It was so crushing because what a great hope to bring something to patients with Alzheimer's disease and we'd done everything right in terms of the trial execution, it just, the drug didn't work so crushing. And years, I mean this wasn't six months on a grant. This was years. And so yes, it's crushing, but then you have to say, we were this great team the day before we had this data that didn't work out and so we all mourned. I said this morning, and it's true. I got in bed and didn't get out of bed for 24 hours, but then I did get out of bed and I went back to work and we all came together and we said, you know what, this is a great team. We believe in our capabilities and oh, by the way, we had in license this library of molecules from UCLA prostate cancer and we've got a potential prostate cancer drug. Let's reinvent ourselves as a prostate cancer company and get this drug to market, and that's what we did. We did lose a single employee over that. We all just rebranded ourselves and recommitted ourselves to prostate cancer.

Alicia Morgans: So I love the grit in that and the resilience. But I also love the creativity and the willingness to think outside of the box because you had been in Alzheimer's disease, which is so different-

Lynn Seely: Completely different.

Alicia Morgans: ...than prostate cancer. And I think that your transformations over time have been connecting the dots across disciplines, have been making these sort of leaps of faith that you can learn what you need to know. And that is I think very inspiring, too.

Lynn Seely: And I never think I have to know everything. I don't. What I love to do is surround myself with fantastic people. And then I learn from them. And by bringing people together and working synergistically, you can do amazing things. And so for me it's always about the people that I'm working with, the people I'm learning from and the people that we're working synergistically together on something that's important.

And for me, I can't work on something that I don't believe in that has real meaning and is a motivating 'why?' for me. Because at the end of the day, what gets us up in the morning, what we're trying, what makes us go through those tough times is the 'why'. Why is it important to me and why do I think this will be impactful?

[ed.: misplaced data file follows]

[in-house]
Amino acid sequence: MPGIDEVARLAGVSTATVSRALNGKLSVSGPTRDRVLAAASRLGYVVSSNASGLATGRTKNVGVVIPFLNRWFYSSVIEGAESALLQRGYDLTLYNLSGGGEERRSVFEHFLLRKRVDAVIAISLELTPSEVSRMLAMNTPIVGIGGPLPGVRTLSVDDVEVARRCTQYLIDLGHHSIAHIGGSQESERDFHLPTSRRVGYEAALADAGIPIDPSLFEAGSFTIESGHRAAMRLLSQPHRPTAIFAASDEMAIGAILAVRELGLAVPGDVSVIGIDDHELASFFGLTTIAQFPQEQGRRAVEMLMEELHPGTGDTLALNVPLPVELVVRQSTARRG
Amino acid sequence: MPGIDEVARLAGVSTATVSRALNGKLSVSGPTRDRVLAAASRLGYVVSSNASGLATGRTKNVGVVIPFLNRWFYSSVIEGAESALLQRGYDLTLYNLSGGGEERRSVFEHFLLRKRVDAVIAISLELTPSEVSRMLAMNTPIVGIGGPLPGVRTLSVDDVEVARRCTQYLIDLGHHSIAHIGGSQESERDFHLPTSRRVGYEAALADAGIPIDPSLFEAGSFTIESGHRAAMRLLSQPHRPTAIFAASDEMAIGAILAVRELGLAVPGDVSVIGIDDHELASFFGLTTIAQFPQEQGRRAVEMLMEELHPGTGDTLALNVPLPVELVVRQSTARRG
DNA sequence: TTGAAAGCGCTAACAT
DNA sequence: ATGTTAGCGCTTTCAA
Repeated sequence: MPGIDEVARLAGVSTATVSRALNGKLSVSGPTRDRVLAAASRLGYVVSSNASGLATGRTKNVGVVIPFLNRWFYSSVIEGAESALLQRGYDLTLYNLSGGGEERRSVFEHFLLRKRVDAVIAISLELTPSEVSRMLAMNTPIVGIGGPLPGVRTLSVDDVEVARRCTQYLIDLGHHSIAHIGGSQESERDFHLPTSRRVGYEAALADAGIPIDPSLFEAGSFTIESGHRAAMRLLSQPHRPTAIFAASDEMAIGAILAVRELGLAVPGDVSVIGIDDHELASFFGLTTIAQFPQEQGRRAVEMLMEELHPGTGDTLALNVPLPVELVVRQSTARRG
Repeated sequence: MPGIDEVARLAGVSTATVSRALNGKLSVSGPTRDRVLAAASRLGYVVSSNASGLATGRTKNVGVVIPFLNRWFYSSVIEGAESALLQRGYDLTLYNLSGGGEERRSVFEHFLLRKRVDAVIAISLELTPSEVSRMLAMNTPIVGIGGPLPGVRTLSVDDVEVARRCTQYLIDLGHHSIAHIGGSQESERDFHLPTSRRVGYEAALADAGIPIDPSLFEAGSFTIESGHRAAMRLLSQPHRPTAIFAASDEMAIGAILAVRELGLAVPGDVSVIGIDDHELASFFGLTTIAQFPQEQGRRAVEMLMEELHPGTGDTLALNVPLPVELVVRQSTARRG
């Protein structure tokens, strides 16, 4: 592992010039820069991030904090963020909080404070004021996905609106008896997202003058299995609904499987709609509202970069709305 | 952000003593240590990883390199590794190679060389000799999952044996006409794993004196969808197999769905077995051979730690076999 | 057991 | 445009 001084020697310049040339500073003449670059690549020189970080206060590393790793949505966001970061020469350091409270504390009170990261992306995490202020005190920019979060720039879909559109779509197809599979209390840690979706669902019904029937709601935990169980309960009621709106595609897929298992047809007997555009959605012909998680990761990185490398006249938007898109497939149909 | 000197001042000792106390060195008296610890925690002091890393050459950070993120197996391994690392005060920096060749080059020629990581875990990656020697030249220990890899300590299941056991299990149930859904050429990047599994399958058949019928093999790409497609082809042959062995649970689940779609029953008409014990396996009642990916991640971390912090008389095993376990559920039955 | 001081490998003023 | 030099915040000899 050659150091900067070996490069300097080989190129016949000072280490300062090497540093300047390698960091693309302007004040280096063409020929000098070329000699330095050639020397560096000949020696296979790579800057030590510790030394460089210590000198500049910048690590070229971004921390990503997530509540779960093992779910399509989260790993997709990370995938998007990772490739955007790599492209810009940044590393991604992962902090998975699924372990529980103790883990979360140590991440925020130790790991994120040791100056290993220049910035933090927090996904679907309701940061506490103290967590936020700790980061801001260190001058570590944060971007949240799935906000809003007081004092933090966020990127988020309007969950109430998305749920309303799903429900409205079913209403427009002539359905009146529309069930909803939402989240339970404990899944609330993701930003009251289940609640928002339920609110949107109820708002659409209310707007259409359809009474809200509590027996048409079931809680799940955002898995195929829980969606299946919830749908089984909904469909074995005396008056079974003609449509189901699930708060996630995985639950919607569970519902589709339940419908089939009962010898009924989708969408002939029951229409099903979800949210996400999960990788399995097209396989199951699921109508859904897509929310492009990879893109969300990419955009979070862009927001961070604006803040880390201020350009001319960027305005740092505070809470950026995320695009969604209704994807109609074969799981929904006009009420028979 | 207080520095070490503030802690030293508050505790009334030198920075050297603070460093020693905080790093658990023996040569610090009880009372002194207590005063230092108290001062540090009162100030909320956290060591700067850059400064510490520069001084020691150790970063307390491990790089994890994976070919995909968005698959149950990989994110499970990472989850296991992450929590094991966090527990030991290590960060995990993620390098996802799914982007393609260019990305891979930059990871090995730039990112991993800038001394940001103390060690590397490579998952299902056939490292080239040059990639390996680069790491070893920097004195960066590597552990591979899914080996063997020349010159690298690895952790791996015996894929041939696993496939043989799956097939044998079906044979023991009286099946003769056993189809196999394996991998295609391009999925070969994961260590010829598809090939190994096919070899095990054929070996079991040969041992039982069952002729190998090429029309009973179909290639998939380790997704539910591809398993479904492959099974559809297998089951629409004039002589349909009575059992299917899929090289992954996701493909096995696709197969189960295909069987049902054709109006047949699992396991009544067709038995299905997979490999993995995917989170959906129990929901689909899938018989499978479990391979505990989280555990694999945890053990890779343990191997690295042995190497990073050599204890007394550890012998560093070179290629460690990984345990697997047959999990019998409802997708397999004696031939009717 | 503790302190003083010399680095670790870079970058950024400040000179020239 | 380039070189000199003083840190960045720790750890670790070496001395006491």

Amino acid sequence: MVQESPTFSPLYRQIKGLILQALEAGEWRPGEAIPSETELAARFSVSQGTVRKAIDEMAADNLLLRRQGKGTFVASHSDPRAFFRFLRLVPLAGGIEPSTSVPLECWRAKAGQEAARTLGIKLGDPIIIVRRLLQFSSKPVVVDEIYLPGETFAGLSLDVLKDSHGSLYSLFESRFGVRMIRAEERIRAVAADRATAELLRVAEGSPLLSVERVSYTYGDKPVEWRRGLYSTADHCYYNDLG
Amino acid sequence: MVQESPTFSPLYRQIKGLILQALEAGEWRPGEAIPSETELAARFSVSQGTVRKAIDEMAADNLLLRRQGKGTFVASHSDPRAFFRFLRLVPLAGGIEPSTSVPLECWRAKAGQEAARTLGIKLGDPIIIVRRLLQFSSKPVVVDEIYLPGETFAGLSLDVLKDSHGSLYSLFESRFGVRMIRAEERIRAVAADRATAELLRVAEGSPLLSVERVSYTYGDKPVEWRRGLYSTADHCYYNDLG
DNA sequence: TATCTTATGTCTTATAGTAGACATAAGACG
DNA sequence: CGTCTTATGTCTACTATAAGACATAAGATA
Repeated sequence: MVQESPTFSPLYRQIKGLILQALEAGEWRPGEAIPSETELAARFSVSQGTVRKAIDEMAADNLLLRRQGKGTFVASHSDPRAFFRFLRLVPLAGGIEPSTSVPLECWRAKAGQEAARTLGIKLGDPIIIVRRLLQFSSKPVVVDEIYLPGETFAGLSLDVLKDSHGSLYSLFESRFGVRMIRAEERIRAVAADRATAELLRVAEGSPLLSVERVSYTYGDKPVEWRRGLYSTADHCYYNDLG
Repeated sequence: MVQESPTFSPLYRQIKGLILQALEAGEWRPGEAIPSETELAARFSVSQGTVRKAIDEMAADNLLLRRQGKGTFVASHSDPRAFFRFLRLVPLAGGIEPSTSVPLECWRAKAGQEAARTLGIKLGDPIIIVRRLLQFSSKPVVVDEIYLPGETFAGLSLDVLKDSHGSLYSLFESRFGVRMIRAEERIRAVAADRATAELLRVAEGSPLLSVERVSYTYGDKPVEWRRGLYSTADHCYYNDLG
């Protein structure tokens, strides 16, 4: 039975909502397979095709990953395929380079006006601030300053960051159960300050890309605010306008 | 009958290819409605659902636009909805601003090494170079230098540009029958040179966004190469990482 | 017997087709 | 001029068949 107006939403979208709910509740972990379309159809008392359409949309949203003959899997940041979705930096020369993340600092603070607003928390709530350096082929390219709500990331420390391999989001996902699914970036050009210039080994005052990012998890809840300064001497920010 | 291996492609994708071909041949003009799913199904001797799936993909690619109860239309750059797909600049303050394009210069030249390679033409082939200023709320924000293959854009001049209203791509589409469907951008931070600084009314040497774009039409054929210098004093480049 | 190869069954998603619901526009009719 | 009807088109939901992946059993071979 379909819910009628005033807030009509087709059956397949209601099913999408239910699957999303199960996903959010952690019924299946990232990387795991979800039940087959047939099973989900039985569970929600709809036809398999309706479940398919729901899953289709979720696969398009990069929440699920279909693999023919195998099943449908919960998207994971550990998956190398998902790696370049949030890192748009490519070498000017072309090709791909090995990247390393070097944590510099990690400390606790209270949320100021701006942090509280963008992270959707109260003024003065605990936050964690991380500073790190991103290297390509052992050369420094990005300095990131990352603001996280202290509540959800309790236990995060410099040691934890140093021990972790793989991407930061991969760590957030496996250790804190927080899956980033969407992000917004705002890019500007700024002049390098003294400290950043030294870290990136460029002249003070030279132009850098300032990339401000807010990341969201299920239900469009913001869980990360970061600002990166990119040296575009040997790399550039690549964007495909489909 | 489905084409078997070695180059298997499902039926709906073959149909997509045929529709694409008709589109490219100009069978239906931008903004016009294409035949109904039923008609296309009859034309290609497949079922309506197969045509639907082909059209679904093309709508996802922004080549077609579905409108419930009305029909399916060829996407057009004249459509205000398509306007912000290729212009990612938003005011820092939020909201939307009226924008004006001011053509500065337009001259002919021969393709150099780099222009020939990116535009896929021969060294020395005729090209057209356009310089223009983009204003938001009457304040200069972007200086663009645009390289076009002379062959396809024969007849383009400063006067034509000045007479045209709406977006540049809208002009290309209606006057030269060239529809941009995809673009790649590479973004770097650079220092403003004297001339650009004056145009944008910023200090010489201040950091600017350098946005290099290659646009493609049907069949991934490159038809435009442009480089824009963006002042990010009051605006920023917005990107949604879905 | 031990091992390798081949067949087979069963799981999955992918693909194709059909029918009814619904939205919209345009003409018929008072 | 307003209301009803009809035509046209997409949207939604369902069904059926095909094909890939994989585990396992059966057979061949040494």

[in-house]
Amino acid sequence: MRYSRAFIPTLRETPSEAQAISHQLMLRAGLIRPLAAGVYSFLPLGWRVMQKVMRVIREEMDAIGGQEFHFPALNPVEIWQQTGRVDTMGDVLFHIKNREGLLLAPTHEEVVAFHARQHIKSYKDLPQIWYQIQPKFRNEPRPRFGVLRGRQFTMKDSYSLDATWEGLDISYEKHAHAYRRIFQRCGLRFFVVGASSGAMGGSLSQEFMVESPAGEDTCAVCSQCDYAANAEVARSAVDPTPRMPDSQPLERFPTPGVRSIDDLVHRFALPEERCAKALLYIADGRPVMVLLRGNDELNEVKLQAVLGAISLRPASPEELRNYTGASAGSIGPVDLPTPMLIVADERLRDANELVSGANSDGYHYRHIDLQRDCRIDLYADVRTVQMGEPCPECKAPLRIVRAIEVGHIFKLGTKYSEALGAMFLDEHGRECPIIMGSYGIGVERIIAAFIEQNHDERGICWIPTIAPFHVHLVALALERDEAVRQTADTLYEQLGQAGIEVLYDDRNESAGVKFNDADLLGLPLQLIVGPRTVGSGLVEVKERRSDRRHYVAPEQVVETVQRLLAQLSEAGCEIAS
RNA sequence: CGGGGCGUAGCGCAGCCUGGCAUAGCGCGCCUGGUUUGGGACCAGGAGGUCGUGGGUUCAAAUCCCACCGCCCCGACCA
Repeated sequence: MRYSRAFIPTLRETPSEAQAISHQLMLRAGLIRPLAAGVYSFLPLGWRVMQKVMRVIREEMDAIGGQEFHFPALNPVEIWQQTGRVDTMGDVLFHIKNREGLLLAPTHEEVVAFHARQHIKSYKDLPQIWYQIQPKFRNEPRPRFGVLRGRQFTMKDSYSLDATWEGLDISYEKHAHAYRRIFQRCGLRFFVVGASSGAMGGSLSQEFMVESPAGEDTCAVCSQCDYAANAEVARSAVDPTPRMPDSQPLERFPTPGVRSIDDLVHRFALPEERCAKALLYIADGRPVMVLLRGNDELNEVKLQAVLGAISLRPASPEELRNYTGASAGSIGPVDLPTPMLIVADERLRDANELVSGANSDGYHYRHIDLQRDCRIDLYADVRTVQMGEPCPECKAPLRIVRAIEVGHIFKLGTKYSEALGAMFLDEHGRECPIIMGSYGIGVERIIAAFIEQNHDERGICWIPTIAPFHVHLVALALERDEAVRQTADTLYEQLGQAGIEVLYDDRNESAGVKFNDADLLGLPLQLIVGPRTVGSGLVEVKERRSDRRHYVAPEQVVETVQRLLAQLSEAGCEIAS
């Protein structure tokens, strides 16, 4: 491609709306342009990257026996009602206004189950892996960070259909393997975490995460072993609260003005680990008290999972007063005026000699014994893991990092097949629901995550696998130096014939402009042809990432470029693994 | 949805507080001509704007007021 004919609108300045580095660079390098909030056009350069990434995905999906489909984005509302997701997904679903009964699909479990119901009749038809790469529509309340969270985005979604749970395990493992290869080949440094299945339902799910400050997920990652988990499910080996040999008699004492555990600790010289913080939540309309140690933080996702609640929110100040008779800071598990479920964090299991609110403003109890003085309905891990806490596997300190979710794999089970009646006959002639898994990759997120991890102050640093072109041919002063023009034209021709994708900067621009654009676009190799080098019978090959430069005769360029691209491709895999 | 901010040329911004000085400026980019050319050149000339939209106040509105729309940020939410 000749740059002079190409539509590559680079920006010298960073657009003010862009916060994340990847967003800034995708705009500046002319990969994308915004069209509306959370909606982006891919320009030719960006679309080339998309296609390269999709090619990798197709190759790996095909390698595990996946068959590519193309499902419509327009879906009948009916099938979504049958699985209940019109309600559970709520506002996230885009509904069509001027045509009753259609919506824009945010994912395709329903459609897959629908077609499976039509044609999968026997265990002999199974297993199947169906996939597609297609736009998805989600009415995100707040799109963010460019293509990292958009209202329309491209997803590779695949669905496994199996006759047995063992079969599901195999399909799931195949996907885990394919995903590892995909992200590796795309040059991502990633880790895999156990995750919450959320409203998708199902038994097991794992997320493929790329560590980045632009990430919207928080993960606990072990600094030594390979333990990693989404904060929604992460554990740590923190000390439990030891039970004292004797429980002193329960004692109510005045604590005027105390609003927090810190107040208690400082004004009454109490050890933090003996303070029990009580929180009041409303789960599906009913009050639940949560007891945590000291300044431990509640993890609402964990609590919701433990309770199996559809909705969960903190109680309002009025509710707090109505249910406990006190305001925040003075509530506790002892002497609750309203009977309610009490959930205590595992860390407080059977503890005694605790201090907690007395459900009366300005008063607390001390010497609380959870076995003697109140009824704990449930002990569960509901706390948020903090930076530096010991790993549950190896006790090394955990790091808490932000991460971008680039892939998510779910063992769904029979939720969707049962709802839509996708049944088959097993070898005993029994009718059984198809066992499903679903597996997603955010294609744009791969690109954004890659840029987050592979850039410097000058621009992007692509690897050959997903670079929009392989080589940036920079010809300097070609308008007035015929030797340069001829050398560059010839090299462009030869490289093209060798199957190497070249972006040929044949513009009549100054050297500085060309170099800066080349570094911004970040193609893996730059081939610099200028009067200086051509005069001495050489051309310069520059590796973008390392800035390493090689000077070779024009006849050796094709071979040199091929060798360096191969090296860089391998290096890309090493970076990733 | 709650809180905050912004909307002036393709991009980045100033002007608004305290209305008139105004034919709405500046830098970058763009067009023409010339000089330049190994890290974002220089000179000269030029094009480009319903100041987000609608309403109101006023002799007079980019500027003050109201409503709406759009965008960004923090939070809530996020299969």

Alicia Morgans: So thank you for sharing that. And before we close, I want to hear about your journey as a CEO because you are a rarity in the business world right now in terms of startups in pharma. And I'm hoping not forever actually, and I think you're hoping the same. So can you tell us a little bit about this topic, which is actually one of the reasons that the Prostate Cancer Foundation supported us to have this women's meeting today.

Lynn Seely: Well, I had been in the life sciences biotech industry for many years and I was constantly struck by the fact that in the workforce 50% or even more are women, and yet when you look at the C-suite, the executives, there are very few women. And I would go to this conference in healthcare. It's a major healthcare conference of the year and it's a sea of men. And in fact, the first year I was CEO, I went there and there were more men named Michael presenting than women CEOs. There were 20 women CEOs and 540 presenters. Something's wrong with that.

And so the reason I'm in this role is because I realized that what I could do to help change the face of leadership for women was actually to become one. I'd had an amazing experience at Medivation. It was frightening for me because I'd been on the clinical side. I hadn't been the CEO, I hadn't done all the legal and the business and the finance. But I realized that if I surrounded myself with the right people, I knew what needed to be done and I could rely on others to form a team that could do this.

So I formed Myovant Sciences. I was the first employee. I had to find the office space, had to buy the trash cans, the coffee makers get funding and launch five global Phase III clinical trials. It's been an amazing effort, but one that's been tremendously rewarding and uses every skillset I could possibly have and more.

Alicia Morgans: Wonderful. Well, can you give us just one closing message as we wrap up, what do you want, and I know you have many messages, so it might be hard to choose, but what do you want the listeners to really take home at the end of this conversation?

Lynn Seely: I want men and women to realize that women are equally effective at leadership, and that I want women in particular to have confidence and courage to just do it. It's never going to be perfect. There's never going to be time. You're never going to be perfectly prepared. Just do it and you will be fine.

Alicia Morgans: I love that. 

Well, thank you so much for your time today.

Lynn Seely: All right. Thank you.